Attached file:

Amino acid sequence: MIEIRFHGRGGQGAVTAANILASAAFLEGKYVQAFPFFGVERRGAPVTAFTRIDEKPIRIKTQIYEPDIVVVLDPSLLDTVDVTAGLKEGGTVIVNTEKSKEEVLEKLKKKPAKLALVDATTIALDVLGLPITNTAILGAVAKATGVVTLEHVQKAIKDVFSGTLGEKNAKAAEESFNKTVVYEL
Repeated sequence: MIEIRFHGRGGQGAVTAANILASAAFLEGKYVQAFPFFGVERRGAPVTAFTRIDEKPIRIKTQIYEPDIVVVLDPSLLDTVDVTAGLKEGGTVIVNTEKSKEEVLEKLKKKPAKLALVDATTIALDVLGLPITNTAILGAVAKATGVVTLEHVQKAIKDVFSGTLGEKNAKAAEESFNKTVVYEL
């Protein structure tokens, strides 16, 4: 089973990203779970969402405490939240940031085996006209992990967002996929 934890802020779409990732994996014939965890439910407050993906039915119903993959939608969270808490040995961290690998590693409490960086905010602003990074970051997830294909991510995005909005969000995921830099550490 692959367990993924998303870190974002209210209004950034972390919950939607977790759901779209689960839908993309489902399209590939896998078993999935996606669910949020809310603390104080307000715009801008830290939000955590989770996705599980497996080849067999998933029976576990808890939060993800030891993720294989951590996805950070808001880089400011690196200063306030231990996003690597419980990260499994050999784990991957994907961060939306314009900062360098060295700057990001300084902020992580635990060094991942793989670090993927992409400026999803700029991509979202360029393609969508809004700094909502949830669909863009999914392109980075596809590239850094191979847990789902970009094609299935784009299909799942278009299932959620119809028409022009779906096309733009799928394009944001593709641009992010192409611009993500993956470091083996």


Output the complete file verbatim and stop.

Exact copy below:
Amino acid sequence: MIEIRFHGRGGQGAVTAANILASAAFLEGKYVQAFPFFGVERRGAPVTAFTRIDEKPIRIKTQIYEPDIVVVLDPSLLDTVDVTAGLKEGGTVIVNTEKSKEEVLEKLKKKPAKLALVDATTIALDVLGLPITNTAILGAVAKATGVVTLEHVQKAIKDVFSGTLGEKNAKAAEESFNKTVVYEL
Repeated sequence: MIEIRFHGRGGQGAVTAANILASAAFLEGKYVQAFPFFGVERRGAPVTAFTRIDEKPIRIKTQIYEPDIVVVLDPSLLDTVDVTAGLKEGGTVIVNTEKSKEEVLEKLKKKPAKLALVDATTIALDVLGLPITNTAILGAVAKATGVVTLEHVQKAIKDVFSGTLGEKNAKAAEESFNKTVVYEL
């Protein structure tokens, strides 16, 4: 089973990203779970969402405490939240940031085996006209992990967002996929 934890802020779409990732994996014939965890439910407050993906039915119903993959939608969270808490040995961290690998590693409490960086905010602003990074970051997830294909991510995005909005969000995921830099550490 692959367990993924998303870190974002209210209004950034972390919950939607977790759901779209689960839908993309489902399209590939896998078993999935996606669910949020809310603390104080307000715009801008830290939000955590989770996705599980497996080849067999998933029976576990808890939060993800030891993720294989951590996805950070808001880089400011690196200063306030231990996003690597419980990260499994050999784990991957994907961060939306314009900062360098060295700057990001300084902020992580635990060094991942793989670090993927992409400026999803700029991509979202360029393609969508809004700094909502949830669909863009999914392109980075596809590239850094191979847990789902970009094609299935784009299909799942278009299932959620119809028409022009779906096309733009799928394009944001593709641009992010192409611009993500993956470091083996």